Wayfarer set captured by Sam Wilkinson

Wayfarer set captured by Sam Wilkinson

You could site so many elements of their other work like some of the punishing beatdowns on other releases as well as plenty of other mythological/historical references and sick samples. Hell knows for as many subtleties and nods as there is on this album I didn’t even get round to mentioning there’s probably as many again that I missed. But this album just perfectly encapsulates everything this band will always be to me.
There’s plenty of Epic Metal bands that reference Lord Of The Rings, fuck even Gorgoroth were named after a plane of malevolence in Mordor. On that note there are untold amounts of Viking Metal and Black Metal bands that reference the whole Norse thing plenty of times. But for every cringe worthy mead hall chorus in the former and for every eloquently dark reference to Niflheim in the later of those they all miss that poetic vibe that Wayfarer evoke and none of them could ever go in as hard. Without them if you’d told me that there was this Cleveland-esque band that would basically sum up so much of my influence in childhood and all the time between then and now I probably wouldn’t have believed you. I may have misread this completely as well but I feel despite their only recent(ish) departure they seem to be one of those bands that have been all too quickly forgotten and now, to quote The Wanderer, all of this earths frame shall stand empty.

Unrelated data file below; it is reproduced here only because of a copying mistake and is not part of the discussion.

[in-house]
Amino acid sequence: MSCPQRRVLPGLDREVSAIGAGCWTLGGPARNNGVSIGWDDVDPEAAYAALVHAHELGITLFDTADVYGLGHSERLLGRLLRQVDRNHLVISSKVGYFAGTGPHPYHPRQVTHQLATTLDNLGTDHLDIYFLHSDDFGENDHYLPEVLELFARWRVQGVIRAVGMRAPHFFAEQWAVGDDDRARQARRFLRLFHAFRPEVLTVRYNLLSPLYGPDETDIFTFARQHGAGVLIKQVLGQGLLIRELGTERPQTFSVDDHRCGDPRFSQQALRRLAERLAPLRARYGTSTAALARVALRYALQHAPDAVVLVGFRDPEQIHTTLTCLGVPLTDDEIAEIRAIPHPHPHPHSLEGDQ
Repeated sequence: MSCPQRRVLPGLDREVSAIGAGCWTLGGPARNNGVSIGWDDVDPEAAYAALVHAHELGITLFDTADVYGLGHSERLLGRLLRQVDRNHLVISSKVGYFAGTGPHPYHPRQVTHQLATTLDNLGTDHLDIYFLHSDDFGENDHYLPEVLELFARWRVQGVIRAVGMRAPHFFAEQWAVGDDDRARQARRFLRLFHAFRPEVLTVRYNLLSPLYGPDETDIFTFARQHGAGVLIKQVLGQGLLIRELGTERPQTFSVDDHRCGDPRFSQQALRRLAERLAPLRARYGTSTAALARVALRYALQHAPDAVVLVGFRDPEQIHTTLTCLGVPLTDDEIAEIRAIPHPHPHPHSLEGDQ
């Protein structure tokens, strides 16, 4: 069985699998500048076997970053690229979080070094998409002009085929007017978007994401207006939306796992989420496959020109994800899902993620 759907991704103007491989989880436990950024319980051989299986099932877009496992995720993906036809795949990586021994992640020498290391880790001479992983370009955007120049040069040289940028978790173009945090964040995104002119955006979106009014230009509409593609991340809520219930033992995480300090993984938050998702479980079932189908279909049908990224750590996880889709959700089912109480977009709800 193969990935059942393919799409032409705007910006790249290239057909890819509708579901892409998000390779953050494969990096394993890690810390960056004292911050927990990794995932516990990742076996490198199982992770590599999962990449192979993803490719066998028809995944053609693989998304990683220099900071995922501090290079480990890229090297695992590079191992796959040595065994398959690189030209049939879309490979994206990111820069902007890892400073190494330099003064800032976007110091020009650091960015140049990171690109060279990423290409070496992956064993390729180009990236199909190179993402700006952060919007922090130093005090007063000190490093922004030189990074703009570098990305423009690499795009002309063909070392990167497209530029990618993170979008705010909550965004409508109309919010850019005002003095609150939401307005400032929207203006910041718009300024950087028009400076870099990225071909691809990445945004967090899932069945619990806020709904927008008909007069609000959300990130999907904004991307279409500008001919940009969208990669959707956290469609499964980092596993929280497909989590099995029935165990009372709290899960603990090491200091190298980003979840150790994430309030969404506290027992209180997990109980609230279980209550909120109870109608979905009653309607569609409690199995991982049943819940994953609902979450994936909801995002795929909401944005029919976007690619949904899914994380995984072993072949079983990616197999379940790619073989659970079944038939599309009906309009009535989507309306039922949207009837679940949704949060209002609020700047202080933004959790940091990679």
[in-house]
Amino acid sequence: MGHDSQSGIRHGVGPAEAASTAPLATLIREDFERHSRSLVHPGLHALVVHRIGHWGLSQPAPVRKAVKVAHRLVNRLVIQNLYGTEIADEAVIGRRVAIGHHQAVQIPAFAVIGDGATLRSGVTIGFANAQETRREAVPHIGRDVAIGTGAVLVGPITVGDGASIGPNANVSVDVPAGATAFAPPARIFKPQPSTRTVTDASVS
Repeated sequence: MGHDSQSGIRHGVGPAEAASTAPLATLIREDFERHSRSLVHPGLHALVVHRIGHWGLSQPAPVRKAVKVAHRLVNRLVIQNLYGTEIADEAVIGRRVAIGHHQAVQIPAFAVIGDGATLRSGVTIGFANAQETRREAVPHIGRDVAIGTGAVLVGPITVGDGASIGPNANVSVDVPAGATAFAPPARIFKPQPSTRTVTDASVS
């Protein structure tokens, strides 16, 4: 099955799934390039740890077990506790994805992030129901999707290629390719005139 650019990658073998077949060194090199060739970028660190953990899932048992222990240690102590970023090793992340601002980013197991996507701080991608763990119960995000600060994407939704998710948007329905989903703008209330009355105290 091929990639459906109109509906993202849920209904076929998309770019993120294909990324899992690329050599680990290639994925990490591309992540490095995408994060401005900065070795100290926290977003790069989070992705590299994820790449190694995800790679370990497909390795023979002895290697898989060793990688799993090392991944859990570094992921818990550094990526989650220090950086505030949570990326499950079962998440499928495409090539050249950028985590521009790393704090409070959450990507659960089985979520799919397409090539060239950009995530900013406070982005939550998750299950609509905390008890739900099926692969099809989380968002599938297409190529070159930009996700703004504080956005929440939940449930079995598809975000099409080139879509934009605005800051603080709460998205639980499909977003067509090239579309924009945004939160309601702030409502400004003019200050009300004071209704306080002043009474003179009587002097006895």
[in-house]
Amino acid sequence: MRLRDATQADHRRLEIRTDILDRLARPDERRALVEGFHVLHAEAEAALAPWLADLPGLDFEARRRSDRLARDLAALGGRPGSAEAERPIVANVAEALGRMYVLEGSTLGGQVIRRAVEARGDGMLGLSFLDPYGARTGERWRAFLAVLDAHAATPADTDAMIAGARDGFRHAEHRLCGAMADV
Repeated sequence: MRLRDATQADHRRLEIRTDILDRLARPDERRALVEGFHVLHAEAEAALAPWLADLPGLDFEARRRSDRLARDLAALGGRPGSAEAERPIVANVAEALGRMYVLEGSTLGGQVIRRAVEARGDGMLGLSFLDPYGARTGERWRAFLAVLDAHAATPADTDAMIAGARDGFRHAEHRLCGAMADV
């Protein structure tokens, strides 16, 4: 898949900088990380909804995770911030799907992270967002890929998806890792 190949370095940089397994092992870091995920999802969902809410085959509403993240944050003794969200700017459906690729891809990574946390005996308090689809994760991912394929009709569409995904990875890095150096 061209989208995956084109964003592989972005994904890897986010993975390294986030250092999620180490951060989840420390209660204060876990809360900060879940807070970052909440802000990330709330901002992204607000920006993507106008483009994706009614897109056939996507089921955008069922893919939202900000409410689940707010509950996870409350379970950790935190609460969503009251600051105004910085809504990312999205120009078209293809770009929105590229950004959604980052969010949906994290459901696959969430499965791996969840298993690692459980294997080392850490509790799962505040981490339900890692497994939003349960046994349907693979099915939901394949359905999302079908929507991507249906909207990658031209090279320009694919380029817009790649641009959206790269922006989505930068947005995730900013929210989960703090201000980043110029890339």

And that’s why Wayfarer.